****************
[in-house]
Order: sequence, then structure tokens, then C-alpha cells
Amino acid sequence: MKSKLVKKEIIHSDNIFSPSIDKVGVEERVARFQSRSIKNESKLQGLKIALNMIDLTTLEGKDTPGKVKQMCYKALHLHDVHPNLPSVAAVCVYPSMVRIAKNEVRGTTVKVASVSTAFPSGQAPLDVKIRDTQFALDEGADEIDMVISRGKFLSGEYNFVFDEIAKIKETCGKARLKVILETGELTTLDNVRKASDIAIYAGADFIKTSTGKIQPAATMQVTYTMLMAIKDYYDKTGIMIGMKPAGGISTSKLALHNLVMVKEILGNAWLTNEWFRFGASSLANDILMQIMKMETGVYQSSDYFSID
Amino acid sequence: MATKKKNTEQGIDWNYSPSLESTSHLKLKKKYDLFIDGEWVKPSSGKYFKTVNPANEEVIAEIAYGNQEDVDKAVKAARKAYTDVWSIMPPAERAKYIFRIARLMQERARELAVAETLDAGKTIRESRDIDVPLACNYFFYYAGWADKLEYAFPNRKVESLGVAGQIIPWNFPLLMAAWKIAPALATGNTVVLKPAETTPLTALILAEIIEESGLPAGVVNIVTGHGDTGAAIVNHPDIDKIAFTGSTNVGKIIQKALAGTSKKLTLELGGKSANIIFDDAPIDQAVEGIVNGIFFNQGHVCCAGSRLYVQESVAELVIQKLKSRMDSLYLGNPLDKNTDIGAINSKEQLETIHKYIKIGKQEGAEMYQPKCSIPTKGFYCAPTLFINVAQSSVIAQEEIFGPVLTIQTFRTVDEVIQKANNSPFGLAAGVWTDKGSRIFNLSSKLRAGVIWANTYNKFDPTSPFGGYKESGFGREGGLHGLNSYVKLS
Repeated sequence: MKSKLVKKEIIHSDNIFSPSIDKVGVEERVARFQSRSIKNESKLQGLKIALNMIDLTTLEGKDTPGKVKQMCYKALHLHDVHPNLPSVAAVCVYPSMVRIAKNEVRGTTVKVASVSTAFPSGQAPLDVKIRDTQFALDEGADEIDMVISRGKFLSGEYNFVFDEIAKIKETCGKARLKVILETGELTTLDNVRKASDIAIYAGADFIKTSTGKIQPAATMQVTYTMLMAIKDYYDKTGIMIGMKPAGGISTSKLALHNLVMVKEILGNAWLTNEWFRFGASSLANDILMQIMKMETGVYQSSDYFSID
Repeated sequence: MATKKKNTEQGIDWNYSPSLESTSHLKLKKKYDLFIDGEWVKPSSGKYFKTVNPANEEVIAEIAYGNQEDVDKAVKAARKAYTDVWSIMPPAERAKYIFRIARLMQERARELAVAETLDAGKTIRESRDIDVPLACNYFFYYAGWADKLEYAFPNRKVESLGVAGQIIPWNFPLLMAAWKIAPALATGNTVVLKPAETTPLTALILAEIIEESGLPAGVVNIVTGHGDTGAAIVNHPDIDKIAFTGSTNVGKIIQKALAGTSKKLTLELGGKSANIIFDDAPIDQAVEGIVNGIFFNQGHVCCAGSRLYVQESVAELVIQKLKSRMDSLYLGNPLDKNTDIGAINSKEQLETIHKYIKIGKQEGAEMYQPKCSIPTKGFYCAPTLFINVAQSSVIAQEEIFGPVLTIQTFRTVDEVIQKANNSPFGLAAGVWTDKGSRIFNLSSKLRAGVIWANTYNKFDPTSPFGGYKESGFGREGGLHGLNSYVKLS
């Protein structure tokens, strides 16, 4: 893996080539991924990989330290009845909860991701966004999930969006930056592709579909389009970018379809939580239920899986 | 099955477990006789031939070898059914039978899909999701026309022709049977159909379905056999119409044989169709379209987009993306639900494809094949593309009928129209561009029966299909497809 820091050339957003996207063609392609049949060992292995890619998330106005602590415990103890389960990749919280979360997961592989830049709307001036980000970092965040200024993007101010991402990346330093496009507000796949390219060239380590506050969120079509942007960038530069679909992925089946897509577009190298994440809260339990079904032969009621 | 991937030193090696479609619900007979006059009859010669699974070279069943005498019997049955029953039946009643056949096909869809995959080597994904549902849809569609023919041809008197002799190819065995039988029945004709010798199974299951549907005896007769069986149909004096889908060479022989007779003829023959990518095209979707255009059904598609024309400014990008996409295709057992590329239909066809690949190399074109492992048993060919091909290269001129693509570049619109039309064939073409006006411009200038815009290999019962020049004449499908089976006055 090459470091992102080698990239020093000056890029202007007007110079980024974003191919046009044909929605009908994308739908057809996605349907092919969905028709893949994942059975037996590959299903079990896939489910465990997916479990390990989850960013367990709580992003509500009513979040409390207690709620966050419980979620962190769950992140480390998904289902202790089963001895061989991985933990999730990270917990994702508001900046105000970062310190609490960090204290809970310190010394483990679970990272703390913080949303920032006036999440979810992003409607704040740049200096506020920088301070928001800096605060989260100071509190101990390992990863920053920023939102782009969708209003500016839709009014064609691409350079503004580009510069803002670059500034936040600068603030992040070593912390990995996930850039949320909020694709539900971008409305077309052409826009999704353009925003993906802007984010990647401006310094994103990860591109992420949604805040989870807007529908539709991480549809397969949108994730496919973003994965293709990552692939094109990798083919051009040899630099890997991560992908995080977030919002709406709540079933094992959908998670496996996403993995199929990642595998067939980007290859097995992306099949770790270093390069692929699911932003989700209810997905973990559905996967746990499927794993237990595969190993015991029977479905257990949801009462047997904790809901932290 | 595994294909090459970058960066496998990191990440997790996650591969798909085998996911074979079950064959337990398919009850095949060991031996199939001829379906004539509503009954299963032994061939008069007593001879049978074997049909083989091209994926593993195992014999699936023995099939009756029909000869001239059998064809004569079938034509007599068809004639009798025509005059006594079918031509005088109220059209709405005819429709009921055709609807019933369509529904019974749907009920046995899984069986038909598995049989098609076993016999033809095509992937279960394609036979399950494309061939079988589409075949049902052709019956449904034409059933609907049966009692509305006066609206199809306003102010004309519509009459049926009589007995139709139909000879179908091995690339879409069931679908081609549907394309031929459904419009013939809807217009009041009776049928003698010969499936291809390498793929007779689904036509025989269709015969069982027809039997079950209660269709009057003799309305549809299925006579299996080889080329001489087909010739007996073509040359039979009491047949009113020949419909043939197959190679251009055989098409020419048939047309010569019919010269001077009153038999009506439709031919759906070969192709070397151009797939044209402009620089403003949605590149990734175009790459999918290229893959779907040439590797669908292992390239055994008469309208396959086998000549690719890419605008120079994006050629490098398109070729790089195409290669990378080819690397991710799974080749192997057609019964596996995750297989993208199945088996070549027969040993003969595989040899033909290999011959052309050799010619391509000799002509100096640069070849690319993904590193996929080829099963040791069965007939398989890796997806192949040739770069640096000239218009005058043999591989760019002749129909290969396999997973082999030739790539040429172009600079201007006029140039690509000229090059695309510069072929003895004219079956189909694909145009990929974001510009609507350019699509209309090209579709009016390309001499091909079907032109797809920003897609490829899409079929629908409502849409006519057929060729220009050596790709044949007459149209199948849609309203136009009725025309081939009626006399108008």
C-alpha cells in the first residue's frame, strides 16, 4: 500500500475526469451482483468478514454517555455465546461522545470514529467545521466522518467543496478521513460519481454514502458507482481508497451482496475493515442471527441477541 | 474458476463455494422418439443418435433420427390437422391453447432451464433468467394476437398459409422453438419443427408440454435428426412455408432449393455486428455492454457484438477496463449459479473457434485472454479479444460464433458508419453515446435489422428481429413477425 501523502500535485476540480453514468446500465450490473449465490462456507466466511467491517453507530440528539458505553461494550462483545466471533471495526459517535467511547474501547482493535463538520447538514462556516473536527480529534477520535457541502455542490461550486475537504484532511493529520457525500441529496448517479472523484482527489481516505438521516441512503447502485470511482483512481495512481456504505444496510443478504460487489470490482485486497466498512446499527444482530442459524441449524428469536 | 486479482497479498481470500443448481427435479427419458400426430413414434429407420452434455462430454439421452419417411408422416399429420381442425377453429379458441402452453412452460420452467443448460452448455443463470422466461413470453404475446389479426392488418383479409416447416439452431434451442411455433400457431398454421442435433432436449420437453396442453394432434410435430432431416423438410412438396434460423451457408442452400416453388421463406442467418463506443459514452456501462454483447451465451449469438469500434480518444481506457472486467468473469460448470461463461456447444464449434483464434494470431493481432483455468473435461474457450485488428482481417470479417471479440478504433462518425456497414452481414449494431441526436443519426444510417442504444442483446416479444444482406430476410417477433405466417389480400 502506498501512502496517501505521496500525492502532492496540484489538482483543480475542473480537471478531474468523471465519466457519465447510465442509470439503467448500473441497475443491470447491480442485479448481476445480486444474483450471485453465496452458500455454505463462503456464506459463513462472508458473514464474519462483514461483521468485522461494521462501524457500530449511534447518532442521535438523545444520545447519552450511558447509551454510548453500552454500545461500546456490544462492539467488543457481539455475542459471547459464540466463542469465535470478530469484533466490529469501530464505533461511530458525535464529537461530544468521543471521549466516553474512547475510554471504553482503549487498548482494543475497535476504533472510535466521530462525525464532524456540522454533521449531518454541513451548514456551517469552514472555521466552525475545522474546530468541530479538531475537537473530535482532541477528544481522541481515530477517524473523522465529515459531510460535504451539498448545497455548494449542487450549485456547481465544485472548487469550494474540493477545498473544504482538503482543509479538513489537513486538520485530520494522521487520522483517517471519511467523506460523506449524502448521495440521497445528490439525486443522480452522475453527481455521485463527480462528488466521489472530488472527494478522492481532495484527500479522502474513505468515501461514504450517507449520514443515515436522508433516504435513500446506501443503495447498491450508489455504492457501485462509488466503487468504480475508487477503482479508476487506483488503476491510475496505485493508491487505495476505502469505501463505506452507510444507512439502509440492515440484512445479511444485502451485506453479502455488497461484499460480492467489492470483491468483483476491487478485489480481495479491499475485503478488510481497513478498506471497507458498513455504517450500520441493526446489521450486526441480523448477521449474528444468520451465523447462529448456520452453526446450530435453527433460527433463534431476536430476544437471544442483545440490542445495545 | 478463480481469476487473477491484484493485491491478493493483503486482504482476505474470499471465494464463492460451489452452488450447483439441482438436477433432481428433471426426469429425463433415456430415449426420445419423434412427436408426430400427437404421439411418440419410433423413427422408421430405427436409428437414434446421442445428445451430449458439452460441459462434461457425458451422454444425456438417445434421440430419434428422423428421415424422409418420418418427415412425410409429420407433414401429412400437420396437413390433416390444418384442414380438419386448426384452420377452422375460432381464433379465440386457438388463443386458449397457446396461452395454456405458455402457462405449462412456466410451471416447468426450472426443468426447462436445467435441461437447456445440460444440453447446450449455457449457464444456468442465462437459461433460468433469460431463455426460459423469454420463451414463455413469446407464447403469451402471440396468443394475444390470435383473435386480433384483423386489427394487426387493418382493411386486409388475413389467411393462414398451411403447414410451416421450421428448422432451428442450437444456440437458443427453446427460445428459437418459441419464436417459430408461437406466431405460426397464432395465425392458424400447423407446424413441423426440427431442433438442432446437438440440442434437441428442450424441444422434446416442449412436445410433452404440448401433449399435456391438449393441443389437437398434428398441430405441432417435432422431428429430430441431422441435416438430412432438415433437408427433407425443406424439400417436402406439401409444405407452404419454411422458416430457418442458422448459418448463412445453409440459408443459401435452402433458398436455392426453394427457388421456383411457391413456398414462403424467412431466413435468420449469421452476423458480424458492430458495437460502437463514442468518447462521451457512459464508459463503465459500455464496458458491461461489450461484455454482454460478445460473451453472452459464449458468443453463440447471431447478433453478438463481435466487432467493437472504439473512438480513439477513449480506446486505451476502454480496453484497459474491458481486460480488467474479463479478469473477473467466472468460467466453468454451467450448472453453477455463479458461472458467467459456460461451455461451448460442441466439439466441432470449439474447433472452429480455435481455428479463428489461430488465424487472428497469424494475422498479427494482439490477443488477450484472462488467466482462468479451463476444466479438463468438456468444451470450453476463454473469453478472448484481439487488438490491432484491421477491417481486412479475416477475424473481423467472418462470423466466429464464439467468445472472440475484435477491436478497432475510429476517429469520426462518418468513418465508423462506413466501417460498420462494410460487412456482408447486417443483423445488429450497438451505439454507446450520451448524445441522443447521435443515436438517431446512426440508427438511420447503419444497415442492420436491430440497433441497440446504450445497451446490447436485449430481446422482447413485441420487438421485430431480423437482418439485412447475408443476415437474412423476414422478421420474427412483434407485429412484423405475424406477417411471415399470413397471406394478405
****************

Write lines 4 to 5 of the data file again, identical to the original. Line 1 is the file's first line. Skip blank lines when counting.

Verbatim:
Amino acid sequence: MATKKKNTEQGIDWNYSPSLESTSHLKLKKKYDLFIDGEWVKPSSGKYFKTVNPANEEVIAEIAYGNQEDVDKAVKAARKAYTDVWSIMPPAERAKYIFRIARLMQERARELAVAETLDAGKTIRESRDIDVPLACNYFFYYAGWADKLEYAFPNRKVESLGVAGQIIPWNFPLLMAAWKIAPALATGNTVVLKPAETTPLTALILAEIIEESGLPAGVVNIVTGHGDTGAAIVNHPDIDKIAFTGSTNVGKIIQKALAGTSKKLTLELGGKSANIIFDDAPIDQAVEGIVNGIFFNQGHVCCAGSRLYVQESVAELVIQKLKSRMDSLYLGNPLDKNTDIGAINSKEQLETIHKYIKIGKQEGAEMYQPKCSIPTKGFYCAPTLFINVAQSSVIAQEEIFGPVLTIQTFRTVDEVIQKANNSPFGLAAGVWTDKGSRIFNLSSKLRAGVIWANTYNKFDPTSPFGGYKESGFGREGGLHGLNSYVKLS
Repeated sequence: MKSKLVKKEIIHSDNIFSPSIDKVGVEERVARFQSRSIKNESKLQGLKIALNMIDLTTLEGKDTPGKVKQMCYKALHLHDVHPNLPSVAAVCVYPSMVRIAKNEVRGTTVKVASVSTAFPSGQAPLDVKIRDTQFALDEGADEIDMVISRGKFLSGEYNFVFDEIAKIKETCGKARLKVILETGELTTLDNVRKASDIAIYAGADFIKTSTGKIQPAATMQVTYTMLMAIKDYYDKTGIMIGMKPAGGISTSKLALHNLVMVKEILGNAWLTNEWFRFGASSLANDILMQIMKMETGVYQSSDYFSID